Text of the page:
The UK’s diesel addiction will get worse before it gets better

London mayor and prime minister hopeful Boris Johnson announced this week amid much fanfare a new levy on diesel vehicles entering the capital. This made it to the front pages of many UK newspapers, despite ongoing wars in Syria, Gaza, Iraq, Libya and Ukraine, underscoring the significance to the daily lives of many Britons.

The plan is to charge diesel vehicles entering London £10 ($13) on top of the existing congestion charge (£10-11.50) from 2020, presumably providing an incentive for switching to cleaner vehicles over time. The levy will only apply to vehicles that do not meet the Euro 6 fuel standard, which means most diesel cars built before this year. Petrol cars built before 2006 will also be affected by the policy.

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Montreal could become an oil export hub as markets continue to shift

Montreal has emerged as an export base for Western Canadian heavy sour crudes as prospects to construct new pipelines to the British Columbia coast, Eastern Canada and US fade.

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Energy trading volumes: what a difference a couple of months can make

In May, this blog looked at April data for crude oil trading on Platts market on close, or MOC, system, and saw a steep falloff in volumes of barrels traded in the Americas and in Europe, the Middle East and Africa.

The apparent cause of the decline in liquidity of these markets was the lack of volatility in prices. A Platts review of April numbers said that trading volumes in energy futures products had been “caught in a declining trend” as “major price fluctuations came to a standstill.” It said that volatility had “eerily decreased,” with standard price deviations down across oil and oil products.

Now, from the vantage point of late July, MOC numbers for April, May and June–in other words, for the second quarter–look quite different, even though volatility mostly remains at bay.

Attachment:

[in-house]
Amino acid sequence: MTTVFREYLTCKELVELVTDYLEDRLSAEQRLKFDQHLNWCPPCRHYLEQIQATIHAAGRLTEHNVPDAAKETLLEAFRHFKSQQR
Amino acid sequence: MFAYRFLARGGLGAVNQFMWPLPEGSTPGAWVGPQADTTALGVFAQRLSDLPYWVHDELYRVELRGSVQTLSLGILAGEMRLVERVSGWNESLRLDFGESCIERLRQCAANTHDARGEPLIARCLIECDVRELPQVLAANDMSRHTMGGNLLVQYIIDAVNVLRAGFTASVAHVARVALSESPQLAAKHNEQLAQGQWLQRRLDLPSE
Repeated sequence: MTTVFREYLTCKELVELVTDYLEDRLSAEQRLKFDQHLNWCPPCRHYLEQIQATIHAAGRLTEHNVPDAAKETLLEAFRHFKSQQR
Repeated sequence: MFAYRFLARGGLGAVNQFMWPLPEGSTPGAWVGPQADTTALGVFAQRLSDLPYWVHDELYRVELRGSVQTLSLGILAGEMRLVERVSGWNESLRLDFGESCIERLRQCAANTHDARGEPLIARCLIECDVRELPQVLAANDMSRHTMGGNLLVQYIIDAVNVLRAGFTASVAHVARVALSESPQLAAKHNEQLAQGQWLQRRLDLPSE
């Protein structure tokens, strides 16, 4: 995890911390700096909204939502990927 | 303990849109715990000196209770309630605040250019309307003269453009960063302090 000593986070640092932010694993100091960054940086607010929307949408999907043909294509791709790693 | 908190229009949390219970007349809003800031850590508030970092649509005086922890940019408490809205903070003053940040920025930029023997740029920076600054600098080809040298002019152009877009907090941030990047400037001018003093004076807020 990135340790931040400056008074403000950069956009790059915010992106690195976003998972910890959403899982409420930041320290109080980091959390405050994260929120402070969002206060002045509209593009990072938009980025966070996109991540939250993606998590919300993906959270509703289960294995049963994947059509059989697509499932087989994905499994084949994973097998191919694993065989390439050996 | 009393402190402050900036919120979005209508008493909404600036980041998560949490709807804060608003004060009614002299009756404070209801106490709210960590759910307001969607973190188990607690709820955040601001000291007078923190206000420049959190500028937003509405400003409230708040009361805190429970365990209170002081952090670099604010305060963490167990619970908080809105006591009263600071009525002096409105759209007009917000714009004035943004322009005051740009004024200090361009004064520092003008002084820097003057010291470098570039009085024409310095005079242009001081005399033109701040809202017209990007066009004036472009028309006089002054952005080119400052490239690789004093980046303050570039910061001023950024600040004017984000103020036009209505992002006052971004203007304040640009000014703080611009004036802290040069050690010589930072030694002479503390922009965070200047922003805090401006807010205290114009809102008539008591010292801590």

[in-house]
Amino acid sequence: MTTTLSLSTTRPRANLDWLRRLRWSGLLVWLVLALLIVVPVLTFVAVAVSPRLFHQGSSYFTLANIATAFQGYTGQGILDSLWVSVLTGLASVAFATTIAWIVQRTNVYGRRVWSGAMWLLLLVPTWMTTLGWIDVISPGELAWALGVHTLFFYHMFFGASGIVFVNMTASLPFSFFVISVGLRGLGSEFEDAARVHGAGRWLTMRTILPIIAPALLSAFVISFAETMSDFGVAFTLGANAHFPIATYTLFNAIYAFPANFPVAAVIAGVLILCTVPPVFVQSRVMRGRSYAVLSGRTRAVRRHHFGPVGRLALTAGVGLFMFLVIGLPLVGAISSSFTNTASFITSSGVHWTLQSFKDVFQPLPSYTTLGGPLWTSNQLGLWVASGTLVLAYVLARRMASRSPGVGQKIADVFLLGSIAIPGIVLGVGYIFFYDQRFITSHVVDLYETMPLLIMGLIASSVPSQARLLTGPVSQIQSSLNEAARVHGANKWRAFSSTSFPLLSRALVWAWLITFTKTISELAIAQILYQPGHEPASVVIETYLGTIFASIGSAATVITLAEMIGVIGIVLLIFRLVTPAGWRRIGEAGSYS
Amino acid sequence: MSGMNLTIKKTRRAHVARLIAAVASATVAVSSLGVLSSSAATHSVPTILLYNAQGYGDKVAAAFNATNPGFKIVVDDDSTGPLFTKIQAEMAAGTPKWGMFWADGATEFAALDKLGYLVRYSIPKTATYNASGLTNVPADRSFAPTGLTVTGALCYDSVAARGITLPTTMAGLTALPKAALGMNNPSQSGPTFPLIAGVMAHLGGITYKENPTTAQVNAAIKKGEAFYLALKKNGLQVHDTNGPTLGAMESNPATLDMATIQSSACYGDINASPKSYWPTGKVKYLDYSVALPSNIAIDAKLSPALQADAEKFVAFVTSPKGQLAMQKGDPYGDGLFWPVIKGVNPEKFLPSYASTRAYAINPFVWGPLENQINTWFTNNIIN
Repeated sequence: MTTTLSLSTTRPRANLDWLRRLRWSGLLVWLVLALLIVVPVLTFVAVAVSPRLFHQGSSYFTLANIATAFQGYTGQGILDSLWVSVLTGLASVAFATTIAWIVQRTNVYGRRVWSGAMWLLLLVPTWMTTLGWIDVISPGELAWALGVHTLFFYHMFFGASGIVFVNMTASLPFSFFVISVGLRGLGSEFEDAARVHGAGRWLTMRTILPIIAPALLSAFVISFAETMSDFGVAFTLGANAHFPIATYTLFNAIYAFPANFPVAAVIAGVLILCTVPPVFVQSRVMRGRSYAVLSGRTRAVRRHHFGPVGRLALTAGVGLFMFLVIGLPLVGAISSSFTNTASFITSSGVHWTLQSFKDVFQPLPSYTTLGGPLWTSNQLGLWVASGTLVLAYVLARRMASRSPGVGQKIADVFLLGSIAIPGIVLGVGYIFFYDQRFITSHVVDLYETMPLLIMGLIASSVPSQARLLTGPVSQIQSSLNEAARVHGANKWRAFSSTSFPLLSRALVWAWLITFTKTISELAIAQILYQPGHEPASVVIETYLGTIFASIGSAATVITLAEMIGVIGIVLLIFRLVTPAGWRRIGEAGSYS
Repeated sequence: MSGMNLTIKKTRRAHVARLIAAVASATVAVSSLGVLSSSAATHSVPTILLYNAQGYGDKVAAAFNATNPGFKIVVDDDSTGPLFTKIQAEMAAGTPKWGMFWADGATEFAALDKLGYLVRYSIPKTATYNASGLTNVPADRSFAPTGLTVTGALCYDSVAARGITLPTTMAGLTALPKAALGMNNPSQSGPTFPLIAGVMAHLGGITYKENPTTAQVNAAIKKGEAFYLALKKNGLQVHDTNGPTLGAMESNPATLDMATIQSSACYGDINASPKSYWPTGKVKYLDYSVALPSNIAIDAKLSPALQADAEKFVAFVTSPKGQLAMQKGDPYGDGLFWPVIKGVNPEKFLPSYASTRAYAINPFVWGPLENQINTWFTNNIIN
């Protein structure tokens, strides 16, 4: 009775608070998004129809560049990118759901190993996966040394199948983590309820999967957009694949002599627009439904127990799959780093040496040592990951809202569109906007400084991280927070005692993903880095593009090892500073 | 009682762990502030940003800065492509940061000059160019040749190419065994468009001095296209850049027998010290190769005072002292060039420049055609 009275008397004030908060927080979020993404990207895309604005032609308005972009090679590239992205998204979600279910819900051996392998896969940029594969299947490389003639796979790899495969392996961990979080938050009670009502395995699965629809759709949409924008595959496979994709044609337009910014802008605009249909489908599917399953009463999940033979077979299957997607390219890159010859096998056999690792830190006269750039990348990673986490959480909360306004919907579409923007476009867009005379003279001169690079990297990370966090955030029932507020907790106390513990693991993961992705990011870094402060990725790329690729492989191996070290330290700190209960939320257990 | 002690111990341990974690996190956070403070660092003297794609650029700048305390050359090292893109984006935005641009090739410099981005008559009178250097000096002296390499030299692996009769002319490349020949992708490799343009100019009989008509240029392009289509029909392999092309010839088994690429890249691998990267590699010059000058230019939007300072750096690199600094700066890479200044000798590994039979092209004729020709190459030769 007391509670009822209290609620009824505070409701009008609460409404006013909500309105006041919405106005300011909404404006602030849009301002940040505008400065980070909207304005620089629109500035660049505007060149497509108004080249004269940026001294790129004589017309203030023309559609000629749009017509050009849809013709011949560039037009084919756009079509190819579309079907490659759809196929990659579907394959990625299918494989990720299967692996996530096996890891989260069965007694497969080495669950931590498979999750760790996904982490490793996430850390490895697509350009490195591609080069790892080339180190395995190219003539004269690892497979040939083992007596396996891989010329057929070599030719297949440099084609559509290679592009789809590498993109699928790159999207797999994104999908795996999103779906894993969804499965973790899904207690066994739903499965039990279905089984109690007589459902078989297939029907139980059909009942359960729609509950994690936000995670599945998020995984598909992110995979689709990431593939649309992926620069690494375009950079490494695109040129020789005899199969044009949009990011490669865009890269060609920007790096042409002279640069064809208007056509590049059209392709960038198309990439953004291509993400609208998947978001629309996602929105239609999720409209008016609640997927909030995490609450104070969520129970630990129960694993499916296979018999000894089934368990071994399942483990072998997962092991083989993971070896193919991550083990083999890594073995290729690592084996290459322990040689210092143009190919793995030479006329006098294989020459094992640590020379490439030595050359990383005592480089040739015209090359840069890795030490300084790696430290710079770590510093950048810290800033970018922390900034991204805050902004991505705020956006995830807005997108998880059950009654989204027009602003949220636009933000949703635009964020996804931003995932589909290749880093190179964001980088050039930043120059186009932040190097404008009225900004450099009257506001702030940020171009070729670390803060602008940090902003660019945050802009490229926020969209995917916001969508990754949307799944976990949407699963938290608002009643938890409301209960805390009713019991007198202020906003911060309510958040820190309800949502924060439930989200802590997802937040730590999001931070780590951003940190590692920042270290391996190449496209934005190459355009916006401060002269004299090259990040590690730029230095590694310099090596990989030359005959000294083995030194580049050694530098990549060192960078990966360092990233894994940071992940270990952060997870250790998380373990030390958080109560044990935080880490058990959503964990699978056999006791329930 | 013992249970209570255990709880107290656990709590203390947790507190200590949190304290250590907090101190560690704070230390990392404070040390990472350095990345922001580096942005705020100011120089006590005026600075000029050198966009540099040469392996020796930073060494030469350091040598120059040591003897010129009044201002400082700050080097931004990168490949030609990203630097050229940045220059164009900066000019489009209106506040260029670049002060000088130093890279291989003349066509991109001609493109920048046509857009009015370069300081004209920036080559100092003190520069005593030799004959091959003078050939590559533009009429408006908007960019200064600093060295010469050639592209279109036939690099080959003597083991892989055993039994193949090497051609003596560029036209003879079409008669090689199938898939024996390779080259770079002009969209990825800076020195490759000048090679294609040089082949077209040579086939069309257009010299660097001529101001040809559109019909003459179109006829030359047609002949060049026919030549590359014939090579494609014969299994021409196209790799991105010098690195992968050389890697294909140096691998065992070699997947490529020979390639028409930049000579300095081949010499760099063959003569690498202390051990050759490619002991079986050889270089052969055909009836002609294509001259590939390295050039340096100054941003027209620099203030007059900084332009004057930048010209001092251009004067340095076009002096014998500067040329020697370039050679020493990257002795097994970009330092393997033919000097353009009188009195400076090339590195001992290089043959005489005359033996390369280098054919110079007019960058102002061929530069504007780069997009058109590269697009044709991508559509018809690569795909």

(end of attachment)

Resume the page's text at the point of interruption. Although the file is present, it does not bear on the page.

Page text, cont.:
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EIA analysis: strong runs lead to a drop in crude oil stocks

The weekly EIA report showed a fairly sharp decline in crude oil inventories, led in part by strong refinery operating rates. You can see our analysis here. 

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Guest blog: Hamilton has it right on oil

Steven Kopits is the Managing Director of Princeton Energy Advisors, LLC.  He is currently writing a book on supply-constrained oil markets analysis.

Once again, we return to the debate over the direction of oil prices, this time led by the high price school.

In a recent article, Professor James Hamilton of the University of California argues that sluggish supply growth, coupled with sustained emerging market demand, will tend to keep oil prices elevated.  He writes, “the world of energy may have changed forever…hundred dollar oil is here to stay.”

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Energy Economist: The amount of oil the world uses, seen through different eyes

Counting barrels is always tough to do, as Ross McCracken discusses in this month’s excerpt from Platts Energy Economist.

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At the Wellhead: China struggles to open its energy sector to more non-state entities

China is shifting its focus on state-owned enterprise reform, but it still remains to be seen if the SOEs will make significant changes to the roles non-state entities can play. Song Yen Ling discusses China’s energy sector reform goals in this week’s At the Wellhead column from Oilgram News, and also takes a look at whether internal turmoil within China’s dominant upstream player is a hurdle to advancing projects.

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Australian Wolf stalks Mongolian oil opportunities

Mongolia might not be the first place that springs to mind as a potential investment destination for oil and gas players, but one small Australian company is hoping the recent passing of a new petroleum law will open up opportunities in the landlocked nation between Russia and China.

Wolf Petroleum is the only Australia-listed oil and gas company operating in Mongolia. But the industry minnow, capitalized at just A$5.5 million ($5.2 million), claims a position as Mongolia’s largest petroleum acreage holder, with one production block and two exploration areas covering more than 74,400 sq km (18,000 million acres).

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The last contango? ICE Brent futures curve breaks from backwardation

In early July, there was a shift in the ICE Brent crude futures market — the backwardation that market players had become accustomed to flipped into contango. Some even said the market “collapsed” into a “supercontango” in a way not seen since 2008.

A contango market suggests ample supply in the prompt market, as the futures price of a commodity is above the expected future spot price. The contango in the Brent curve seems to suggest fatigue in oil demand, some say.

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EIA analysis: a big drop in crude oil inventories

Our analysis of this week’s EIA oil data can be found here.